By Austin Regan
The 2014 Code is here! As the Code changed, so too have many of the reference standards that the Code refers to. In most cases, the agency or publication is the same while the new Code just references a later version. NFPA 13 & 14 for sprinkler and standpipe still applies but now we refer to the 2009 version. Same goes for ANSI 117.1 for handicap compliance. A full list of the relevant reference standards is contained in Chapter 35 of the Code.
A new 2014 version of the NYC Fire Code replaces the 2008 version and changes are aplenty. One aspect of the 2008 version that had an enormous impact on building design was FC 504 – Access to Buildings and Roofs. There are changes for 2014 that must be considered. Probably the least impactful change was the renaming of the section to FC 504 – Building and Rooftop Access.
FC 504.4.1 – Rooftop Access – The Code still requires 6 foot x 6 foot landings for every 12 linear feet of access frontage for buildings 100 feet tall or less. One hundred feet is the maximum height that can be accessed by a FDNY ladder truck. The 2014 Code now mandates that the building façade have no protruding objects that would hinder the ladder from reaching those 6 x 6 landings. Such objects as solar panels, awnings and shade devices are mentioned. Temporary scaffolds blocking those landings are now required to have their own secure landings for the FDNY to use.
A new section FC 504.4.2 has been added that gives the FDNY the right to direct building owners to provide signage at a lower level indicating exactly where those rooftop access points are located.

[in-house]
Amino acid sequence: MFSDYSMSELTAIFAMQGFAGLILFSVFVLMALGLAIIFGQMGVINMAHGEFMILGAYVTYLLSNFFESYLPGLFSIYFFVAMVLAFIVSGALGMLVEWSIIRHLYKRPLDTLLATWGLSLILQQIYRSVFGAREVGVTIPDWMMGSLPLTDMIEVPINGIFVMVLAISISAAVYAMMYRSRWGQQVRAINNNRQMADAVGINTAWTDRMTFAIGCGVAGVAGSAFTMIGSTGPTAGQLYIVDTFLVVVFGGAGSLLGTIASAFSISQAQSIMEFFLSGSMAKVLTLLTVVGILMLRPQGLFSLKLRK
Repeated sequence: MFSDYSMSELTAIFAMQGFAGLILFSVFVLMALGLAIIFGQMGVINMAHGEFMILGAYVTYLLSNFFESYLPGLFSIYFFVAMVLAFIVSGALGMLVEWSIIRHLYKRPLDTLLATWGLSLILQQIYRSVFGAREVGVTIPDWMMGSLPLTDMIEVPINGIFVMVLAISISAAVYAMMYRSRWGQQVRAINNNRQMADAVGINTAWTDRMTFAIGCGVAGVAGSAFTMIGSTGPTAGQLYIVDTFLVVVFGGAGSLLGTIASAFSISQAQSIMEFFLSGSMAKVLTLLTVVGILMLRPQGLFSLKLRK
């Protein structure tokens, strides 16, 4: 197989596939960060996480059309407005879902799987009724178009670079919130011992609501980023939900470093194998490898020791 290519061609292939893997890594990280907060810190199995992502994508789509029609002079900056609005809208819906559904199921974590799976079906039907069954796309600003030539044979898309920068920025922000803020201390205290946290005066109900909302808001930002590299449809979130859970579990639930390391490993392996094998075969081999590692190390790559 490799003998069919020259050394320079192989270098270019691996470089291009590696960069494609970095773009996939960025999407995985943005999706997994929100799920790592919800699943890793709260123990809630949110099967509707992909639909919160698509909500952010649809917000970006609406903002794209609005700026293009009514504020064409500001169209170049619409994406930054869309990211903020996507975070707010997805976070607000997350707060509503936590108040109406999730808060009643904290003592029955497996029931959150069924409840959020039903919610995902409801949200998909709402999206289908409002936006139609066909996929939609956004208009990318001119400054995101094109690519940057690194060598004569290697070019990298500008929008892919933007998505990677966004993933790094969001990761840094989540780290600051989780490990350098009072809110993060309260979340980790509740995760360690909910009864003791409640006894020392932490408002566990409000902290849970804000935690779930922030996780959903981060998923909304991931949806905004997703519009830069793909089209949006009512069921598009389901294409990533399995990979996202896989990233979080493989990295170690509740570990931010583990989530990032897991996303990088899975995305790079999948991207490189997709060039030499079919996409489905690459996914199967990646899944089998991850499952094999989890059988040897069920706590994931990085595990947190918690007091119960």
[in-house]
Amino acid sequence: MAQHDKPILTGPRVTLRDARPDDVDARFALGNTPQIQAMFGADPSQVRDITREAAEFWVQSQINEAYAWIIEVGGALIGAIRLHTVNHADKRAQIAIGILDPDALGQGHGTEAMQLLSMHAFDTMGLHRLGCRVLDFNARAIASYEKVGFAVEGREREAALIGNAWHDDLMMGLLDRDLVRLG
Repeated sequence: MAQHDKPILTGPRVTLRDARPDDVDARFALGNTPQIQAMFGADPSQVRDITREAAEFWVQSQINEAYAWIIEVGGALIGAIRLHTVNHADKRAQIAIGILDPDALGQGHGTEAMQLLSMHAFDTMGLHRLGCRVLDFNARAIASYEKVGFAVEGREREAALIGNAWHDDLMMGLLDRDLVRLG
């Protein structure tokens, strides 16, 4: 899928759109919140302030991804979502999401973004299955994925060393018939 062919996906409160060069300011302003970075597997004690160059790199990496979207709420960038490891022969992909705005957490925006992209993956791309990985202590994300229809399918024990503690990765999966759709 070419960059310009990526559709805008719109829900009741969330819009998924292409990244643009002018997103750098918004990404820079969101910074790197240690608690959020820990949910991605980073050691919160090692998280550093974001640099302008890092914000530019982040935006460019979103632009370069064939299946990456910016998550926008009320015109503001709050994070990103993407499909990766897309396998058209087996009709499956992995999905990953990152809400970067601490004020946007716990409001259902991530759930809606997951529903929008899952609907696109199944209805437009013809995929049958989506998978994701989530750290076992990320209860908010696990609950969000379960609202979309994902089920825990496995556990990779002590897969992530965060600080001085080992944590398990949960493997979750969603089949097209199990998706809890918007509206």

The 2008 Code required a 6 foot wide unobstructed clear path across the roof in each direction. That still applies but section FC 504.4.4 clarifies some of the common issues that occurred when trying to interpret what “clear path” meant. For occupied roofs that had fenced off areas, the DOB had interpreted that a 6 foot gate would be required in the fence if it crossed the required clear path. The Fire Code now says that a 3 foot gate is satisfactory and it can be secured by a padlock or chain that can be cut with bolt cutters. When the main roof has more than one level, a fixed ladder is required to access those other levels. A new section about conduits and pipings (FC 504.4.7) requires color coding of the conduit and pipes based on what they are.
The Code also devotes a section to rooftop gardens and landscaped roofs setting limits on slope and vegetation in landscaped areas that are part of the clear paths or landings (FC 504.4.9).
When FC 504 was introduced in the 2008 Fire Code it had a huge impact on new building designs and on renovations. That impact is continuing hopefully with a little more clarity.